Prediction of early secondary complications in patients with spontaneous subarachnoid hemorrhage based on accelerated sympathovagal ratios

I. Chang Su, Chien Hsun Li, Kuo Chuan Wang, Dar Ming Lai, Sheng Jean Huang, Jiann Shing Shieh, Yong Kwang Tu

Research output: Contribution to journalArticle

10 Citations (Scopus)

Abstract

Purpose: The development of secondary complications following spontaneous subarachnoid hemorrhage (SAH) largely depends on sympathetic overexcitation. The roles of vagal activities, however, are poorly defined. Because both components of the autonomic nervous system can be explored in the frequency domain of heart rate variability (HRV), the present study aimed to determine the dynamic evolution of autonomic activities and to identify patients at high risk for complications following hemorrhage. Methods: Thirty patients with SAH were enrolled in our study. Those who suffered from symptomatic vasospasm, cerebral infarction, neurogenic pulmonary edema, or early mortality within 1 week of ictus were categorized into the complication group. Spectral analysis of HRV explored three important indices of sympathetic and vagal modulations: low-frequency (LF), high-frequency (HF), and LF/HF ratios. Patterns of HRV dynamics within the first 3 days were compared between complication and non-complication groups. The group trends, estimated by the slopes of HRV changes, were determined for further univariate and multivariate analysis. Results: Our study showed that daily HRV in the complication group exhibited an approximately 2.7-fold increase of sympathovagal ratio (denoted by LF/HF). This resulted from reciprocal changes of sympathoexcitation (LF) and vagal withdrawal (HF). Multivariate analysis revealed that LF/HF slope, an indicator of the trend of sympathovagal change, was an independent variable significantly associated with the development of complications. Conclusions: This study confirmed that during early SAH period, patients with and without complications presented different patterns of sympathovagal changes. LF/HF slope during the first 3 days was a significant predictor of secondary complications after SAH.

Original languageEnglish
Pages (from-to)1631-1637
Number of pages7
JournalActa Neurochirurgica
Volume151
Issue number12
DOIs
Publication statusPublished - Jan 1 2009
Externally publishedYes

Fingerprint

Subarachnoid Hemorrhage
Heart Rate
Multivariate Analysis
Autonomic Nervous System
Cerebral Infarction
Pulmonary Edema
Hemorrhage
Mortality

Keywords

  • Autonomic nervous system
  • Cerebral vasospasm
  • Heart rate variability
  • Neurogenic pulmonary edema
  • Spontaneous subarachnoid hemorrhage

ASJC Scopus subject areas

  • Clinical Neurology
  • Surgery

Cite this

Prediction of early secondary complications in patients with spontaneous subarachnoid hemorrhage based on accelerated sympathovagal ratios. / Su, I. Chang; Li, Chien Hsun; Wang, Kuo Chuan; Lai, Dar Ming; Huang, Sheng Jean; Shieh, Jiann Shing; Tu, Yong Kwang.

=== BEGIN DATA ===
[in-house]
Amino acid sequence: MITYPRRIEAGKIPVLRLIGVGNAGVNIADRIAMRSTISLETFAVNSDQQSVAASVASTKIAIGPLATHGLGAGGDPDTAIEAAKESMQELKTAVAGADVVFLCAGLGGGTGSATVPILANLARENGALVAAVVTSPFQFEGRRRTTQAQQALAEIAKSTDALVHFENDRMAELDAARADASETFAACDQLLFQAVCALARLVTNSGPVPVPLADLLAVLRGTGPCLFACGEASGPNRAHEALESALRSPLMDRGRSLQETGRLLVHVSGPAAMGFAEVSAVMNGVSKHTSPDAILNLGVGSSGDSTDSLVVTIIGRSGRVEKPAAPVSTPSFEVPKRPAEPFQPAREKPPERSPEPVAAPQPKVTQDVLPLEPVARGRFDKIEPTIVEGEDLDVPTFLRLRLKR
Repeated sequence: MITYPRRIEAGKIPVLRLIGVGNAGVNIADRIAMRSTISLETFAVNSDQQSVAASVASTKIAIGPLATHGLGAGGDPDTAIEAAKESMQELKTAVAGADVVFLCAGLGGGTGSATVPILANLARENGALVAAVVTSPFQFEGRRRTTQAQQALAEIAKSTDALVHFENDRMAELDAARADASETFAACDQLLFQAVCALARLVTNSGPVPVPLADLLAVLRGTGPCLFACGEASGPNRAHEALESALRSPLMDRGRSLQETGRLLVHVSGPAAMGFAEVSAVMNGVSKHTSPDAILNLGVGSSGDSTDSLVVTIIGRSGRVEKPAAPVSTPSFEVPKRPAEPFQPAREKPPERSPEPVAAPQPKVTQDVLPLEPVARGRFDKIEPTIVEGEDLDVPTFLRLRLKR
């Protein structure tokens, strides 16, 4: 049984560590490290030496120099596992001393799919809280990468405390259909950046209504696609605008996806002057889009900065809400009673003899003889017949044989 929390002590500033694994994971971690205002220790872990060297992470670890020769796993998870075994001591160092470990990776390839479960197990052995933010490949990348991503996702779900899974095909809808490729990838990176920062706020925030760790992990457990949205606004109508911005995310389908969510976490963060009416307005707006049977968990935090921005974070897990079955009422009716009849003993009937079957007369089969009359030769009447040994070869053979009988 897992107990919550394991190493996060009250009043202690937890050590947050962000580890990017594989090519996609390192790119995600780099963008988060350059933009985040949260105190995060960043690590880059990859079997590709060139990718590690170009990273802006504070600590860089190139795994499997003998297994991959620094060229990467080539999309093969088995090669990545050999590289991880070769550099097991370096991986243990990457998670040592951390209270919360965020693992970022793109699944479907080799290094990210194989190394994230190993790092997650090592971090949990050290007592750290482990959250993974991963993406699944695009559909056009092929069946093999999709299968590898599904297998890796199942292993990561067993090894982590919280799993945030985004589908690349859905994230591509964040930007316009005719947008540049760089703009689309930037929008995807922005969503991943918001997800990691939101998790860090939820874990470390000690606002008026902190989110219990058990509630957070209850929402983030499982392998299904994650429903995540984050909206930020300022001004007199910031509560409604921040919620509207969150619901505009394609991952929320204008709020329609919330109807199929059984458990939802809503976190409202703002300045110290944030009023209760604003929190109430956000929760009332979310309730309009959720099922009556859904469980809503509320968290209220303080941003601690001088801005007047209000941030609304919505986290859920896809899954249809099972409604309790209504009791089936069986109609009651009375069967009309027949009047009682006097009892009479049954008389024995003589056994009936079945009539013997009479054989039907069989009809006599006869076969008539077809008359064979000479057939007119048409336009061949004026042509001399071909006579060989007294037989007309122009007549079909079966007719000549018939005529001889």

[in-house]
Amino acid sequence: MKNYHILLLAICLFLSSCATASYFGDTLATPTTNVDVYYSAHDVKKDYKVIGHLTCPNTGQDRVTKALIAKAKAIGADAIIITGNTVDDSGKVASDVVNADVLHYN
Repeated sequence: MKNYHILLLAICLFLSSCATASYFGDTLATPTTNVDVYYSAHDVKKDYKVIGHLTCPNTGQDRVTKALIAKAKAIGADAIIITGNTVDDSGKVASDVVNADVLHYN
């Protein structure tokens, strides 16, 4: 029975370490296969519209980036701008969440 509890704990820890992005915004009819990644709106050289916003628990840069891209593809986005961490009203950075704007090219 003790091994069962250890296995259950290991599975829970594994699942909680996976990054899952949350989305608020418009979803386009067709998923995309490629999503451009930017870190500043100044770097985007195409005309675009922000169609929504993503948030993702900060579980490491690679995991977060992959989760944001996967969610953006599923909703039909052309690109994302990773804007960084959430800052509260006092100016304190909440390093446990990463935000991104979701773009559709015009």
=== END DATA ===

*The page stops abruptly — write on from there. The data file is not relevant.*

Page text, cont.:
In: Acta Neurochirurgica, Vol. 151, No. 12, 01.01.2009, p. 1631-1637.

Research output: Contribution to journalArticle

Su, I. Chang ; Li, Chien Hsun ; Wang, Kuo Chuan ; Lai, Dar Ming ; Huang, Sheng Jean ; Shieh, Jiann Shing ; Tu, Yong Kwang. / Prediction of early secondary complications in patients with spontaneous subarachnoid hemorrhage based on accelerated sympathovagal ratios. In: Acta Neurochirurgica. 2009 ; Vol. 151, No. 12. pp. 1631-1637.
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AU - Li, Chien Hsun

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AU - Lai, Dar Ming

AU - Huang, Sheng Jean

AU - Shieh, Jiann Shing

AU - Tu, Yong Kwang

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AB - Purpose: The development of secondary complications following spontaneous subarachnoid hemorrhage (SAH) largely depends on sympathetic overexcitation. The roles of vagal activities, however, are poorly defined. Because both components of the autonomic nervous system can be explored in the frequency domain of heart rate variability (HRV), the present study aimed to determine the dynamic evolution of autonomic activities and to identify patients at high risk for complications following hemorrhage. Methods: Thirty patients with SAH were enrolled in our study. Those who suffered from symptomatic vasospasm, cerebral infarction, neurogenic pulmonary edema, or early mortality within 1 week of ictus were categorized into the complication group. Spectral analysis of HRV explored three important indices of sympathetic and vagal modulations: low-frequency (LF), high-frequency (HF), and LF/HF ratios. Patterns of HRV dynamics within the first 3 days were compared between complication and non-complication groups. The group trends, estimated by the slopes of HRV changes, were determined for further univariate and multivariate analysis. Results: Our study showed that daily HRV in the complication group exhibited an approximately 2.7-fold increase of sympathovagal ratio (denoted by LF/HF). This resulted from reciprocal changes of sympathoexcitation (LF) and vagal withdrawal (HF). Multivariate analysis revealed that LF/HF slope, an indicator of the trend of sympathovagal change, was an independent variable significantly associated with the development of complications. Conclusions: This study confirmed that during early SAH period, patients with and without complications presented different patterns of sympathovagal changes. LF/HF slope during the first 3 days was a significant predictor of secondary complications after SAH.

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